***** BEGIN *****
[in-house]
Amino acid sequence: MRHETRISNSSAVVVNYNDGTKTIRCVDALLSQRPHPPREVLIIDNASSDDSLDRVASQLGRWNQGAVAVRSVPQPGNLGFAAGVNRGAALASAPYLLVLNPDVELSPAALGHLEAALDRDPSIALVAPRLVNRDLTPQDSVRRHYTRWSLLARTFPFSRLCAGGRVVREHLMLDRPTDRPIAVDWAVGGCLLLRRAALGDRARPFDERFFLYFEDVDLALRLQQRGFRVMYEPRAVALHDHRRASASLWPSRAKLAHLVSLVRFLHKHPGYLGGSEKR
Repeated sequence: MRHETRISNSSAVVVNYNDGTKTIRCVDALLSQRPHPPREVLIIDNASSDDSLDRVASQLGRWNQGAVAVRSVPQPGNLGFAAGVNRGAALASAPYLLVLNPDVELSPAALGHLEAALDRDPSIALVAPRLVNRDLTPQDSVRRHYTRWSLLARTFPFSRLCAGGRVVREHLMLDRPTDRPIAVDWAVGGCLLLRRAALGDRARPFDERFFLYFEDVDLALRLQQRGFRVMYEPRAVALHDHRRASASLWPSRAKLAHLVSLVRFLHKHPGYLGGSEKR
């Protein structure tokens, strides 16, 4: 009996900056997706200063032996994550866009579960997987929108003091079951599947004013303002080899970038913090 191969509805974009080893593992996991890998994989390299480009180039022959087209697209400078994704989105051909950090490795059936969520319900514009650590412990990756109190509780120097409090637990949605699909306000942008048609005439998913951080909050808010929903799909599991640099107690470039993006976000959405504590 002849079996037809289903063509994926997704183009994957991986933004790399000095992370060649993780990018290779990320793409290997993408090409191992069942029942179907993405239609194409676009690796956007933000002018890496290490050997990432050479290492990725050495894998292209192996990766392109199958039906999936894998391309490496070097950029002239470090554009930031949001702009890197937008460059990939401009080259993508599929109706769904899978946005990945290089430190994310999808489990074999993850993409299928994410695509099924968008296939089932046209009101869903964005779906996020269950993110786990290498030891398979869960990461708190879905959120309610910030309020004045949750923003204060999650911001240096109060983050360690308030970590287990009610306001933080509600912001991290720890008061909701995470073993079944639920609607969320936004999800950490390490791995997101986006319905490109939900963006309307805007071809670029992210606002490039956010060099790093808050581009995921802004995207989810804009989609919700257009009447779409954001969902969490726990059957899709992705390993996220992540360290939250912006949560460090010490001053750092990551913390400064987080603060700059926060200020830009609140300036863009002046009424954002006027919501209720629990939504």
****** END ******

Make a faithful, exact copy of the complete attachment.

[in-house]
Amino acid sequence: MRHETRISNSSAVVVNYNDGTKTIRCVDALLSQRPHPPREVLIIDNASSDDSLDRVASQLGRWNQGAVAVRSVPQPGNLGFAAGVNRGAALASAPYLLVLNPDVELSPAALGHLEAALDRDPSIALVAPRLVNRDLTPQDSVRRHYTRWSLLARTFPFSRLCAGGRVVREHLMLDRPTDRPIAVDWAVGGCLLLRRAALGDRARPFDERFFLYFEDVDLALRLQQRGFRVMYEPRAVALHDHRRASASLWPSRAKLAHLVSLVRFLHKHPGYLGGSEKR
Repeated sequence: MRHETRISNSSAVVVNYNDGTKTIRCVDALLSQRPHPPREVLIIDNASSDDSLDRVASQLGRWNQGAVAVRSVPQPGNLGFAAGVNRGAALASAPYLLVLNPDVELSPAALGHLEAALDRDPSIALVAPRLVNRDLTPQDSVRRHYTRWSLLARTFPFSRLCAGGRVVREHLMLDRPTDRPIAVDWAVGGCLLLRRAALGDRARPFDERFFLYFEDVDLALRLQQRGFRVMYEPRAVALHDHRRASASLWPSRAKLAHLVSLVRFLHKHPGYLGGSEKR
């Protein structure tokens, strides 16, 4: 009996900056997706200063032996994550866009579960997987929108003091079951599947004013303002080899970038913090 191969509805974009080893593992996991890998994989390299480009180039022959087209697209400078994704989105051909950090490795059936969520319900514009650590412990990756109190509780120097409090637990949605699909306000942008048609005439998913951080909050808010929903799909599991640099107690470039993006976000959405504590 002849079996037809289903063509994926997704183009994957991986933004790399000095992370060649993780990018290779990320793409290997993408090409191992069942029942179907993405239609194409676009690796956007933000002018890496290490050997990432050479290492990725050495894998292209192996990766392109199958039906999936894998391309490496070097950029002239470090554009930031949001702009890197937008460059990939401009080259993508599929109706769904899978946005990945290089430190994310999808489990074999993850993409299928994410695509099924968008296939089932046209009101869903964005779906996020269950993110786990290498030891398979869960990461708190879905959120309610910030309020004045949750923003204060999650911001240096109060983050360690308030970590287990009610306001933080509600912001991290720890008061909701995470073993079944639920609607969320936004999800950490390490791995997101986006319905490109939900963006309307805007071809670029992210606002490039956010060099790093808050581009995921802004995207989810804009989609919700257009009447779409954001969902969490726990059957899709992705390993996220992540360290939250912006949560460090010490001053750092990551913390400064987080603060700059926060200020830009609140300036863009002046009424954002006027919501209720629990939504």